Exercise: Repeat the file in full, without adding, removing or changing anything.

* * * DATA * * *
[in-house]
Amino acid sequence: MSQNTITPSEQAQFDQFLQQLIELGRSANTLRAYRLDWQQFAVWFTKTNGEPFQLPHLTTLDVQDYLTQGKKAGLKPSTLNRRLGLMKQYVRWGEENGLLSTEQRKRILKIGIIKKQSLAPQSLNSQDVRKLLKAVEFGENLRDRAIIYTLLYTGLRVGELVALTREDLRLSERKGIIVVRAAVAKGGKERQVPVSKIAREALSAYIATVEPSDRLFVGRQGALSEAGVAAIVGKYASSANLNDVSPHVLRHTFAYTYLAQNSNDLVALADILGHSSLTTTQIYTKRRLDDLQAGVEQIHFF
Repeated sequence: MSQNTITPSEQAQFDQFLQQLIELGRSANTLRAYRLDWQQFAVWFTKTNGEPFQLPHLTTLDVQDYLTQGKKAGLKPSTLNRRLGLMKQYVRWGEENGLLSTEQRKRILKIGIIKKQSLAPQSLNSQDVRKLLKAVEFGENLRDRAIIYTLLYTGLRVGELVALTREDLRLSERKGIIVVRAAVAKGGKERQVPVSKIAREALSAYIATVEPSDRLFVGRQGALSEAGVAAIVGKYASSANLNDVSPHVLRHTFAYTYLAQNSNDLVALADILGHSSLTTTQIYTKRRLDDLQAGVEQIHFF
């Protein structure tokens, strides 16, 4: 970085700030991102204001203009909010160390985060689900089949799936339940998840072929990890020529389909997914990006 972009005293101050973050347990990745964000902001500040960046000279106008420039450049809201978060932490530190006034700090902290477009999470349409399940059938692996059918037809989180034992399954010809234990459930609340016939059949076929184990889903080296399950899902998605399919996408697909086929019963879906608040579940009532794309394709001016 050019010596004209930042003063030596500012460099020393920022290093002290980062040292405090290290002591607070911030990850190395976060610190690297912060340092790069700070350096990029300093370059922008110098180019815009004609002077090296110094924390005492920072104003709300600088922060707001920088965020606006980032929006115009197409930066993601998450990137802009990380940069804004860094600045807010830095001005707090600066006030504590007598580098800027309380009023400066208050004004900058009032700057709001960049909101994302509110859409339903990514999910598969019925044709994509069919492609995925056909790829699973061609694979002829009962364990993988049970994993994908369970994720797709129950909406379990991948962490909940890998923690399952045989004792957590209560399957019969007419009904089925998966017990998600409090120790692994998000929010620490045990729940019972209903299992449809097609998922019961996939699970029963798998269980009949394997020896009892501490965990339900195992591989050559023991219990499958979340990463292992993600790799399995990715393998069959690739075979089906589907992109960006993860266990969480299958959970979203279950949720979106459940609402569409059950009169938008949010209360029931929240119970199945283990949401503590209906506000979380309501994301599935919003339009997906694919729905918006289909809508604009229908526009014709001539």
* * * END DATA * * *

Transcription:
[in-house]
Amino acid sequence: MSQNTITPSEQAQFDQFLQQLIELGRSANTLRAYRLDWQQFAVWFTKTNGEPFQLPHLTTLDVQDYLTQGKKAGLKPSTLNRRLGLMKQYVRWGEENGLLSTEQRKRILKIGIIKKQSLAPQSLNSQDVRKLLKAVEFGENLRDRAIIYTLLYTGLRVGELVALTREDLRLSERKGIIVVRAAVAKGGKERQVPVSKIAREALSAYIATVEPSDRLFVGRQGALSEAGVAAIVGKYASSANLNDVSPHVLRHTFAYTYLAQNSNDLVALADILGHSSLTTTQIYTKRRLDDLQAGVEQIHFF
Repeated sequence: MSQNTITPSEQAQFDQFLQQLIELGRSANTLRAYRLDWQQFAVWFTKTNGEPFQLPHLTTLDVQDYLTQGKKAGLKPSTLNRRLGLMKQYVRWGEENGLLSTEQRKRILKIGIIKKQSLAPQSLNSQDVRKLLKAVEFGENLRDRAIIYTLLYTGLRVGELVALTREDLRLSERKGIIVVRAAVAKGGKERQVPVSKIAREALSAYIATVEPSDRLFVGRQGALSEAGVAAIVGKYASSANLNDVSPHVLRHTFAYTYLAQNSNDLVALADILGHSSLTTTQIYTKRRLDDLQAGVEQIHFF
């Protein structure tokens, strides 16, 4: 970085700030991102204001203009909010160390985060689900089949799936339940998840072929990890020529389909997914990006 972009005293101050973050347990990745964000902001500040960046000279106008420039450049809201978060932490530190006034700090902290477009999470349409399940059938692996059918037809989180034992399954010809234990459930609340016939059949076929184990889903080296399950899902998605399919996408697909086929019963879906608040579940009532794309394709001016 050019010596004209930042003063030596500012460099020393920022290093002290980062040292405090290290002591607070911030990850190395976060610190690297912060340092790069700070350096990029300093370059922008110098180019815009004609002077090296110094924390005492920072104003709300600088922060707001920088965020606006980032929006115009197409930066993601998450990137802009990380940069804004860094600045807010830095001005707090600066006030504590007598580098800027309380009023400066208050004004900058009032700057709001960049909101994302509110859409339903990514999910598969019925044709994509069919492609995925056909790829699973061609694979002829009962364990993988049970994993994908369970994720797709129950909406379990991948962490909940890998923690399952045989004792957590209560399957019969007419009904089925998966017990998600409090120790692994998000929010620490045990729940019972209903299992449809097609998922019961996939699970029963798998269980009949394997020896009892501490965990339900195992591989050559023991219990499958979340990463292992993600790799399995990715393998069959690739075979089906589907992109960006993860266990969480299958959970979203279950949720979106459940609402569409059950009169938008949010209360029931929240119970199945283990949401503590209906506000979380309501994301599935919003339009997906694919729905918006289909809508604009229908526009014709001539």